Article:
Sylvatic plague is a disease of wild rodents that occasionally spills over into humans and other animals. This study will complement an ongoing study that is evaluating the efficacy of an oral sylvatic plague vaccine (SPV) in prairie dogs. At selected study sites where blinded SPV and placebo treatments are already being given to prairie dogs, researchers will trap wild mice and other small rodents within one to two months after SPV vaccines are distributed. They will then collect blood and other samples from these rodents to assess their response to vaccination and evaluate plague prevalence. The results of this study will be critical to wildlife managers and others concerned with the conservation of endangered black-footed ferrets, which are susceptible to the plague, and prairie ecosystems. It may also lead to more effective application of SPV for conservation purposes, as small rodents are suspected to be the primary reservoir or maintenance host of plague.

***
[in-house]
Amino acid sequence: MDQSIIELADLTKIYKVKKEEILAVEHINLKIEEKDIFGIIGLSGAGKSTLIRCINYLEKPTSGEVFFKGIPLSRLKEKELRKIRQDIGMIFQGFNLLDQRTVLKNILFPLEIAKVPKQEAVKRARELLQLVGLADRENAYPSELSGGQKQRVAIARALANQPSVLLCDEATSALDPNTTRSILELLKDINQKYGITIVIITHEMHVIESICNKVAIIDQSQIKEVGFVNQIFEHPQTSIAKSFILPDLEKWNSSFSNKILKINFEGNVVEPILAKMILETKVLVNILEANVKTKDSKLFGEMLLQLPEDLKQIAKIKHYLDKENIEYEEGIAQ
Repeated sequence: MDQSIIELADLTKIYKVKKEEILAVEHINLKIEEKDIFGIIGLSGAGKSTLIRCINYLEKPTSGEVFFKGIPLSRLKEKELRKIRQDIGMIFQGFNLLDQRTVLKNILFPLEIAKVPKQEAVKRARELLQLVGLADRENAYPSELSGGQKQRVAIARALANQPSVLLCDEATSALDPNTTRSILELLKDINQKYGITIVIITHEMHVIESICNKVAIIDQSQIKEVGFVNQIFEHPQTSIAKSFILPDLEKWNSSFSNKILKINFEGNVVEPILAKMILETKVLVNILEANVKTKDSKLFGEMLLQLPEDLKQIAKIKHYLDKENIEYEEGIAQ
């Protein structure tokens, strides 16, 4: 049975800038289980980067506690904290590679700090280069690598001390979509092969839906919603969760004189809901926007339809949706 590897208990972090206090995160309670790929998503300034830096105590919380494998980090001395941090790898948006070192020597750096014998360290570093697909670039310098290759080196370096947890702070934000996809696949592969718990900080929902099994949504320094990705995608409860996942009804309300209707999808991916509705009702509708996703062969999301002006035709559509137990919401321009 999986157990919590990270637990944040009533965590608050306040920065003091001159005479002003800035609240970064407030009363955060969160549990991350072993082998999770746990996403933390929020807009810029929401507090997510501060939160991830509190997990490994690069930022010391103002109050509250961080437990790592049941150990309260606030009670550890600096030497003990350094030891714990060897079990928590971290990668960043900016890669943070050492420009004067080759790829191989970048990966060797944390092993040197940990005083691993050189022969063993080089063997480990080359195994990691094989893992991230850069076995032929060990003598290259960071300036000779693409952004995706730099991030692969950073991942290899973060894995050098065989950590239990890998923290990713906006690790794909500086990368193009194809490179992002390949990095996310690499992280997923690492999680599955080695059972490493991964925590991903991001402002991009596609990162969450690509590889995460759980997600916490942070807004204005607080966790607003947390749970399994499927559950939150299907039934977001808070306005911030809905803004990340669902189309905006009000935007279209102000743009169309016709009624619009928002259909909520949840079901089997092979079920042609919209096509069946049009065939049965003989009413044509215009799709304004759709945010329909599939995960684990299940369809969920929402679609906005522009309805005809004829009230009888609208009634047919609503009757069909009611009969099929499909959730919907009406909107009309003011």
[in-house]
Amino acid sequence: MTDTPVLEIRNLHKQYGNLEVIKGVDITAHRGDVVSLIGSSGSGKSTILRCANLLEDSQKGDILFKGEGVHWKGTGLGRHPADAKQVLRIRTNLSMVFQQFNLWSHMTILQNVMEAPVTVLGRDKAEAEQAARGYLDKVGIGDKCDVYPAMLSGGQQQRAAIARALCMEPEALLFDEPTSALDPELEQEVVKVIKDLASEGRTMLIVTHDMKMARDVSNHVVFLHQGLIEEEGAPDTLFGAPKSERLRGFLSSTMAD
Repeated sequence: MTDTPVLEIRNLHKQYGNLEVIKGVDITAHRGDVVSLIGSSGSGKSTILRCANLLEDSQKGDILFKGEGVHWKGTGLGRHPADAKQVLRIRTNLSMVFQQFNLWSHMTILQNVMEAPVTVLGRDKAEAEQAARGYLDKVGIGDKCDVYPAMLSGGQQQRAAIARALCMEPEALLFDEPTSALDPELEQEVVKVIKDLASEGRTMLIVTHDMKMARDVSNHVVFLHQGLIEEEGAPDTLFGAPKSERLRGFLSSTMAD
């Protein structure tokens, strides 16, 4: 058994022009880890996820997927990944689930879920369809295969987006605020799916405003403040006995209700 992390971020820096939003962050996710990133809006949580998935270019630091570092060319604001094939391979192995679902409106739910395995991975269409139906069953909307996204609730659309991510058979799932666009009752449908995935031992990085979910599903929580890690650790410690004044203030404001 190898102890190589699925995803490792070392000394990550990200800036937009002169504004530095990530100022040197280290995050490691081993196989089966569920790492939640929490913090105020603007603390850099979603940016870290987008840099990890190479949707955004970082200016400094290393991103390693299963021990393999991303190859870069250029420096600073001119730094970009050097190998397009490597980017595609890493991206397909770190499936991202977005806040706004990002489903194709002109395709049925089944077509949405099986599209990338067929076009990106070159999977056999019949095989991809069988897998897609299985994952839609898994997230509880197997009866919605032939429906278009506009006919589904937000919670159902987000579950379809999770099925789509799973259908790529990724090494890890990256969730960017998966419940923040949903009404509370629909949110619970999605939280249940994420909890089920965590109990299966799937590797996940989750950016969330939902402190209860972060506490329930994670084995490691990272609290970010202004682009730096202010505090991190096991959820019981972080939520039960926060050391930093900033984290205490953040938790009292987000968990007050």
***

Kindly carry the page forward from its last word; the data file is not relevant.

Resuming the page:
Grant amount awarded
University of Wisconsin-Madison
Gebbiena M. Bron, DVM